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Anyone else tried/have this?

 

Abso Air

 

odorconrolcylinders.jpg

 

 

 

My can filter kinda puked out after about 6 months,(I'm not bashing, just poor). So, I thought I'd try something different. I just put it in yesterday, and it seems to work at least as well as my can filter did. Dropped my room temp by a couple degrees and the lingering smell seems to have moved on!

$300 filled (50#'s of thier proprietary carbon blend)), $150 for fresh carbon(50#'s), little pricey, but I don't have to worry about kids, trick or gramming!

 

He has an office in Waterford and a distributor in Livonia. 248-682-2000

(No, I don't work for them, He was extremely helpful so I'm sharing :thumbsu: )

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the trick is the right carbon. you need activated charcoal, like in an aquarium filter. ain't cheap.

 

what we need is a referbisher. an old carbon filter can be baked to re-activate the charcoal that is already in there. replace the sock and it's good as new

A carbon filter take back program would be great, also.

 

Instead of throwing the clogged filter away, the old one is returned to the grow store, or (ACE hardware :thumbsu: ) that sells the same brand for a core credit.

The clogged filter is sent to a 3rd party refurbishment outfits locally operated, perhaps even at the grow store ;) , and then returned to the sales floor as a refurbished unit priced 30%-50% below new filter prices.

 

I think I'll ask the folks at Nothern Lights about this refurbishment process when I'm down there this week...

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the trick is the right carbon. you need activated charcoal, like in an aquarium filter. ain't cheap.

 

what we need is a referbisher. an old carbon filter can be baked to re-activate the charcoal that is already in there. replace the sock and it's good as new

 

But at what temp to "bake" it and for how long? I really don't want to hear about someody throwing it in the oven at 400F and burning down the house.

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well, found this:

 

Physical reactivation:

The precursor is developed into activated carbons using gases. This is generally done by using one or combining the following processes:

Carbonization: Material with carbon content is pyrolysed at temperatures in the range 600-900 °C, in absence of air (usually in inert atmosphere with gases like argon)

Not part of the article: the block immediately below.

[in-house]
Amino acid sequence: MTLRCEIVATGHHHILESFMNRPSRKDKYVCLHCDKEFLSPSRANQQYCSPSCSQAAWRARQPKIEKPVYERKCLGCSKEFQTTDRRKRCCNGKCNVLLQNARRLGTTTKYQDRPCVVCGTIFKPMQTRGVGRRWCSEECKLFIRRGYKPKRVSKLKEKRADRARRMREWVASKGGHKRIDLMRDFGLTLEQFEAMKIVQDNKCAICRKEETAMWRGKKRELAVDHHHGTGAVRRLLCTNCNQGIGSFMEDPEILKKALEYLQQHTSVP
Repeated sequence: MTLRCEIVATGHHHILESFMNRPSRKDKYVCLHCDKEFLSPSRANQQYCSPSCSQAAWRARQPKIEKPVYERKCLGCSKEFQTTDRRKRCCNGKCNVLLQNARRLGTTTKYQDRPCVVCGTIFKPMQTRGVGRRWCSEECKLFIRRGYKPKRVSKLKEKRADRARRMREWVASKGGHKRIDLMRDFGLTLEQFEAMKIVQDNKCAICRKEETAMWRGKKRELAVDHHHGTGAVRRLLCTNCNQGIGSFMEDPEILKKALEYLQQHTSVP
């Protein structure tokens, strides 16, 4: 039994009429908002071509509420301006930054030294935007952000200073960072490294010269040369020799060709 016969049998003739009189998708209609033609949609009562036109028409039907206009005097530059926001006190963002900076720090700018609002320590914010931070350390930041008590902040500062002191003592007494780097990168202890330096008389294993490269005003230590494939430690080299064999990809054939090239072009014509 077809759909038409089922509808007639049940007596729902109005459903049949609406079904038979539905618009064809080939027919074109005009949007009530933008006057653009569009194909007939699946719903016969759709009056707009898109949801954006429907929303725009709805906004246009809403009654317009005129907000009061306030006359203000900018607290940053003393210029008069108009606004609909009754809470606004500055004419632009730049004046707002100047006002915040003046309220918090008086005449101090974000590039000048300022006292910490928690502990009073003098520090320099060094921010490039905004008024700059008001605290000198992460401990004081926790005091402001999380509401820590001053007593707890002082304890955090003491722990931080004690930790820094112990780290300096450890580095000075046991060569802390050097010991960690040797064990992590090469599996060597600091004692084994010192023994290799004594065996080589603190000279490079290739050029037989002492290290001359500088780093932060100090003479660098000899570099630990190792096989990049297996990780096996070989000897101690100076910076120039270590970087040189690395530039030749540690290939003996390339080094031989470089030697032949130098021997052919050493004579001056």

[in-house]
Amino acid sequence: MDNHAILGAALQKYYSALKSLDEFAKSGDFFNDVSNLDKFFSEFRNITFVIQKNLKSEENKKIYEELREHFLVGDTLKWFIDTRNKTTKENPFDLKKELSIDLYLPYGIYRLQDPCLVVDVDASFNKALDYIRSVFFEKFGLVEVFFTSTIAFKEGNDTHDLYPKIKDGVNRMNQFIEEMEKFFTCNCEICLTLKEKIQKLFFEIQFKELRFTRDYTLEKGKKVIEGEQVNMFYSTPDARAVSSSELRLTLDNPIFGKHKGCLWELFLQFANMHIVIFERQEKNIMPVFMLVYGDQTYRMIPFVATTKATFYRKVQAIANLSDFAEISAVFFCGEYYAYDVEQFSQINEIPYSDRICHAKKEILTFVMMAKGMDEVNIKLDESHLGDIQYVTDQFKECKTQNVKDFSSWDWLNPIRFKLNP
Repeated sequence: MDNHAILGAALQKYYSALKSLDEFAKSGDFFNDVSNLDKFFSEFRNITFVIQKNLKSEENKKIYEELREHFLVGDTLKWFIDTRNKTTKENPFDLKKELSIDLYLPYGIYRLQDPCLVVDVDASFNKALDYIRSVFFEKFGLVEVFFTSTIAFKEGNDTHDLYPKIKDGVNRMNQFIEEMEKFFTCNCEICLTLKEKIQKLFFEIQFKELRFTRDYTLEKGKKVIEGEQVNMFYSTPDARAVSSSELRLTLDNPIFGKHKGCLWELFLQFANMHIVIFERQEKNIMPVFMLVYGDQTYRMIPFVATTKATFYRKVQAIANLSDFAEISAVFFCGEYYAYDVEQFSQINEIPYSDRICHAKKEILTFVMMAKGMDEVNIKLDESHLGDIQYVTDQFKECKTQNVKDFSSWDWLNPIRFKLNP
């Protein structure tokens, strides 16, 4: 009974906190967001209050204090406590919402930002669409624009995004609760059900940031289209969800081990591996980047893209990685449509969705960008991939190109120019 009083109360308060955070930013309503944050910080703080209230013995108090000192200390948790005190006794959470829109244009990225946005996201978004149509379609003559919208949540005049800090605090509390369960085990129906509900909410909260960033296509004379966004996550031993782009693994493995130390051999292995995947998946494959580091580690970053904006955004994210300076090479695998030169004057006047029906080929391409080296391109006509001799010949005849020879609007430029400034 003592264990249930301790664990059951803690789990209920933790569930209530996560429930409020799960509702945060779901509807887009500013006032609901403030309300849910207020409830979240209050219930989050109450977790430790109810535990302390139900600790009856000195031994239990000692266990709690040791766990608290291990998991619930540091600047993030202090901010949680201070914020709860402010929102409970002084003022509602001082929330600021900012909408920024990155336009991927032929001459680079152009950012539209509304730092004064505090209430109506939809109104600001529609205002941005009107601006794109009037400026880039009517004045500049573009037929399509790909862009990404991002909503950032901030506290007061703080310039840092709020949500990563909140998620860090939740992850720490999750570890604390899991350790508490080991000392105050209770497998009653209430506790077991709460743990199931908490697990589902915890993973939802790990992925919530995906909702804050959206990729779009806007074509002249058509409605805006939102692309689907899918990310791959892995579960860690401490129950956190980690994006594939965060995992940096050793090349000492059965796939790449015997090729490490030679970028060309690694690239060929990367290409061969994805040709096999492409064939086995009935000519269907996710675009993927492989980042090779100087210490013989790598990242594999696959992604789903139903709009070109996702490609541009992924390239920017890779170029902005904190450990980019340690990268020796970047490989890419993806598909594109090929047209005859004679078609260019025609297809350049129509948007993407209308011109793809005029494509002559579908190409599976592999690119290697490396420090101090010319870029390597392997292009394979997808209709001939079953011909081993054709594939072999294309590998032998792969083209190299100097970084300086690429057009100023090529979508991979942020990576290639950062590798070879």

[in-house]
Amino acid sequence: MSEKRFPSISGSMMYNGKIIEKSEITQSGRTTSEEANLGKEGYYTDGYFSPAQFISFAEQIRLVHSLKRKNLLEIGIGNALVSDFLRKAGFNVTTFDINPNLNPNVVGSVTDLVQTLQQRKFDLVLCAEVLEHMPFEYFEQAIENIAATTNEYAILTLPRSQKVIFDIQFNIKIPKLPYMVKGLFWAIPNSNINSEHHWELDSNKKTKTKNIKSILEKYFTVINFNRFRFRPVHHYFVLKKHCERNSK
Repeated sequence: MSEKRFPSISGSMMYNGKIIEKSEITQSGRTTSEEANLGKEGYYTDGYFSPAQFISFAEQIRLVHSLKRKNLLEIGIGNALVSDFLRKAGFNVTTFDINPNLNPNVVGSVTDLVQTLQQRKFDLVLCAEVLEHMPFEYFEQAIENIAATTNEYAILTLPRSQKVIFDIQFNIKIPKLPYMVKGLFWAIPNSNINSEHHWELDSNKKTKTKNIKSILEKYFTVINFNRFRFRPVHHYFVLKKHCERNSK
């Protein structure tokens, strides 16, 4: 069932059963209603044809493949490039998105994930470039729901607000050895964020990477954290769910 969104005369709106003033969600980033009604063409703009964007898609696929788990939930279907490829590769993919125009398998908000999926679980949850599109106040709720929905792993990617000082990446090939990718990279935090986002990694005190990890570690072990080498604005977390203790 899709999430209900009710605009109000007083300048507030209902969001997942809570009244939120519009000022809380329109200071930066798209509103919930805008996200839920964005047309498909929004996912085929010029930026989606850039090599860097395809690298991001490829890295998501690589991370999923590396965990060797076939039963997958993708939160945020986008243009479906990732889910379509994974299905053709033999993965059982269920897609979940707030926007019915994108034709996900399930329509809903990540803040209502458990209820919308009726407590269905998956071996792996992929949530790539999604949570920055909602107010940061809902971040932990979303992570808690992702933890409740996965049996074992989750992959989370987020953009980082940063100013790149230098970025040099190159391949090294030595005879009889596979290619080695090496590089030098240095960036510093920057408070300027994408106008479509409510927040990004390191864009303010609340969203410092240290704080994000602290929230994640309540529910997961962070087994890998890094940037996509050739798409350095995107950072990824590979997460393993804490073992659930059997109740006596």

Activation/Oxidation:

Raw material or carbonised material is exposed to oxidizing atmospheres (carbon dioxide, oxygen, or steam) at temperatures above 250 °C, usually in the temperature range 600-1200 °C.

 

 

Chemical activation:

Impregnation with chemicals such as acids like phosphoric acid or bases like potassium hydroxide, sodium hydroxide or salts like zinc chloride, followed by carbonization at temperatures in the range 450-900 °C. It is believed that the carbonization / activation step proceeds simultaneously with the chemical activation. This technique can be problematic in some cases because, for example, zinc trace residues may remain in the end product. However, chemical activation is preferred over physical activation owing to the lower temperatures and shorter time needed for activating material.

 

Saturated activated carbon can be regenerated by heating.

 

Source(s):

 

Wikipedia

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Did someone need to use my kiln? :D

 

Don't laugh, I thought about that. I don't know how I'd get a Can75 into my Aim 84BD though. :)

 

If I'm not mistaken, the high high heat and/or chemicals are used to manufacture the carbon for the filters. I was told by a chemist that also hunts and uses the carbon scent block clothing that it can be baked to burn off the VOCs aka the stink. It's been a few years and I'm guessing at this, but I think he told me about 450F, which would be well within the range of any kiln I'd imagine.

 

Once this long in the tooth Can filter goes out to pasture, I might throw a pound or two in the kiln to see if....

 

a) It actually works

b) It stinks as bad as I think it would when it releases the odors.

 

My problem would be keeping the temp down in the 450F range, I don't have a digital controller. If it were viable, I'm sure a big enough contraption could be constructed to hold an entire filter without removing all the carbon. Not sure how flange seals and that sort of thing would like that kind of heat though.

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  • 3 weeks later...

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